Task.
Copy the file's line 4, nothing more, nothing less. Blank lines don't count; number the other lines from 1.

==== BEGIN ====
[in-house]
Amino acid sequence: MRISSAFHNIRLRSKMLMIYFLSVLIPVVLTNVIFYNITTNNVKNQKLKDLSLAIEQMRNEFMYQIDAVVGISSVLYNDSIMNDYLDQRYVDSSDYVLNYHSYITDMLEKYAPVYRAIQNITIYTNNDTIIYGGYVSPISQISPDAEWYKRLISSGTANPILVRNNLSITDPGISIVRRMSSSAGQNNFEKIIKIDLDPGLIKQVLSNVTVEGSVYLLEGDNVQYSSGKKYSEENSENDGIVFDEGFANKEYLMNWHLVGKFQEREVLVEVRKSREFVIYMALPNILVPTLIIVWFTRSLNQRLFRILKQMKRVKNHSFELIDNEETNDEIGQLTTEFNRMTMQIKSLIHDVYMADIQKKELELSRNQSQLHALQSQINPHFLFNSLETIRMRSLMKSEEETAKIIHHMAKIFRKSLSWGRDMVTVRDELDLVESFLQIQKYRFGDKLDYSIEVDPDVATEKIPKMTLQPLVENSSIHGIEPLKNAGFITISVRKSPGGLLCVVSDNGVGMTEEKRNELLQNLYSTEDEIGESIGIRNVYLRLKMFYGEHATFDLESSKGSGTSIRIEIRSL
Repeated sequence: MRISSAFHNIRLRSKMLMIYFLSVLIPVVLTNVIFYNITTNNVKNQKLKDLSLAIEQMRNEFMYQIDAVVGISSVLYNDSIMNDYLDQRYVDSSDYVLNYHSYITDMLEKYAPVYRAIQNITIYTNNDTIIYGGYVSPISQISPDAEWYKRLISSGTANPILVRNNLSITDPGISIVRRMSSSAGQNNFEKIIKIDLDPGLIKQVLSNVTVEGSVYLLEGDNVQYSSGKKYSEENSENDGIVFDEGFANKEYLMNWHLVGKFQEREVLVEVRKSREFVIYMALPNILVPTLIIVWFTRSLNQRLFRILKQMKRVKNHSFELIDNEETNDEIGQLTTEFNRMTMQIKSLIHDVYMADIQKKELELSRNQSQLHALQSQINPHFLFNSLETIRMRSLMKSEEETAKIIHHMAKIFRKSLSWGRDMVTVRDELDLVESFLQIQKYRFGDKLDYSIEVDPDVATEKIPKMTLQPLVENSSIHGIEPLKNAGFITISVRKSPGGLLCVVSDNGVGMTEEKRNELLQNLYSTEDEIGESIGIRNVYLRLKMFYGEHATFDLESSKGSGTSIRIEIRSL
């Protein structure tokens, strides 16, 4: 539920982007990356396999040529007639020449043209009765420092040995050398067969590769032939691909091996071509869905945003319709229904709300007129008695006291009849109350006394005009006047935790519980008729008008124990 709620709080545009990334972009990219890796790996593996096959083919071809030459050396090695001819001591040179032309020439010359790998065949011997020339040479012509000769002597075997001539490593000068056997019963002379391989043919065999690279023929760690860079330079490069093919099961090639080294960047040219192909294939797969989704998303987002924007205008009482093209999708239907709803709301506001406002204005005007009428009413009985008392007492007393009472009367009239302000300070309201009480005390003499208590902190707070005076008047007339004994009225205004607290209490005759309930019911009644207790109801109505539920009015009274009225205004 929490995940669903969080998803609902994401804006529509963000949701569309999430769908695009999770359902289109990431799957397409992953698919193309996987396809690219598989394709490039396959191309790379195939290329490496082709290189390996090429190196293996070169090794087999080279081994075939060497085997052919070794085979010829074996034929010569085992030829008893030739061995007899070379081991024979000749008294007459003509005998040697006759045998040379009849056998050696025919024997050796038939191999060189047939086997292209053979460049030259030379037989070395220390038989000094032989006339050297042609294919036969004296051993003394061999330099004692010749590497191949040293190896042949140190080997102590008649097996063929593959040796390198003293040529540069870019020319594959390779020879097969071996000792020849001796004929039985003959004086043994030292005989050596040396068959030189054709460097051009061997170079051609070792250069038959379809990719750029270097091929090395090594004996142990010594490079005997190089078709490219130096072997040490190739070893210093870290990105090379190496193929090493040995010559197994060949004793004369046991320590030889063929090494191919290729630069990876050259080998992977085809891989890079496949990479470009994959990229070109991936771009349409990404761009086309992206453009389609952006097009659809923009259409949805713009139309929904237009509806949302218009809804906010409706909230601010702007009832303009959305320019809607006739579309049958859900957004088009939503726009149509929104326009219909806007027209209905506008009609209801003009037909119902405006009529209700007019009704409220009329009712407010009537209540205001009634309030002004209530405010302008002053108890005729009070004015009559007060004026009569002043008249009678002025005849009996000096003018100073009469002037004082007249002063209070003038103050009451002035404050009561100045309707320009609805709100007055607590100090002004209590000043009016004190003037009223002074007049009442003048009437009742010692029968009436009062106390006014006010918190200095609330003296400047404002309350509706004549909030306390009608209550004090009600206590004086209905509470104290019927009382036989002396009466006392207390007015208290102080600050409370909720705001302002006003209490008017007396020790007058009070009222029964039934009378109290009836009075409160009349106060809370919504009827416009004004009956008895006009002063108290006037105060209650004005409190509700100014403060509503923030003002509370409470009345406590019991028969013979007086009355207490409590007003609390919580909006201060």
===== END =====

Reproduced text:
């Protein structure tokens, strides 16, 4: 539920982007990356396999040529007639020449043209009765420092040995050398067969590769032939691909091996071509869905945003319709229904709300007129008695006291009849109350006394005009006047935790519980008729008008124990 709620709080545009990334972009990219890796790996593996096959083919071809030459050396090695001819001591040179032309020439010359790998065949011997020339040479012509000769002597075997001539490593000068056997019963002379391989043919065999690279023929760690860079330079490069093919099961090639080294960047040219192909294939797969989704998303987002924007205008009482093209999708239907709803709301506001406002204005005007009428009413009985008392007492007393009472009367009239302000300070309201009480005390003499208590902190707070005076008047007339004994009225205004607290209490005759309930019911009644207790109801109505539920009015009274009225205004 929490995940669903969080998803609902994401804006529509963000949701569309999430769908695009999770359902289109990431799957397409992953698919193309996987396809690219598989394709490039396959191309790379195939290329490496082709290189390996090429190196293996070169090794087999080279081994075939060497085997052919070794085979010829074996034929010569085992030829008893030739061995007899070379081991024979000749008294007459003509005998040697006759045998040379009849056998050696025919024997050796038939191999060189047939086997292209053979460049030259030379037989070395220390038989000094032989006339050297042609294919036969004296051993003394061999330099004692010749590497191949040293190896042949140190080997102590008649097996063929593959040796390198003293040529540069870019020319594959390779020879097969071996000792020849001796004929039985003959004086043994030292005989050596040396068959030189054709460097051009061997170079051609070792250069038959379809990719750029270097091929090395090594004996142990010594490079005997190089078709490219130096072997040490190739070893210093870290990105090379190496193929090493040995010559197994060949004793004369046991320590030889063929090494191919290729630069990876050259080998992977085809891989890079496949990479470009994959990229070109991936771009349409990404761009086309992206453009389609952006097009659809923009259409949805713009139309929904237009509806949302218009809804906010409706909230601010702007009832303009959305320019809607006739579309049958859900957004088009939503726009149509929104326009219909806007027209209905506008009609209801003009037909119902405006009529209700007019009704409220009329009712407010009537209540205001009634309030002004209530405010302008002053108890005729009070004015009559007060004026009569002043008249009678002025005849009996000096003018100073009469002037004082007249002063209070003038103050009451002035404050009561100045309707320009609805709100007055607590100090002004209590000043009016004190003037009223002074007049009442003048009437009742010692029968009436009062106390006014006010918190200095609330003296400047404002309350509706004549909030306390009608209550004090009600206590004086209905509470104290019927009382036989002396009466006392207390007015208290102080600050409370909720705001302002006003209490008017007396020790007058009070009222029964039934009378109290009836009075409160009349106060809370919504009827416009004004009956008895006009002063108290006037105060209650004005409190509700100014403060509503923030003002509370409470009345406590019991028969013979007086009355207490409590007003609390919580909006201060």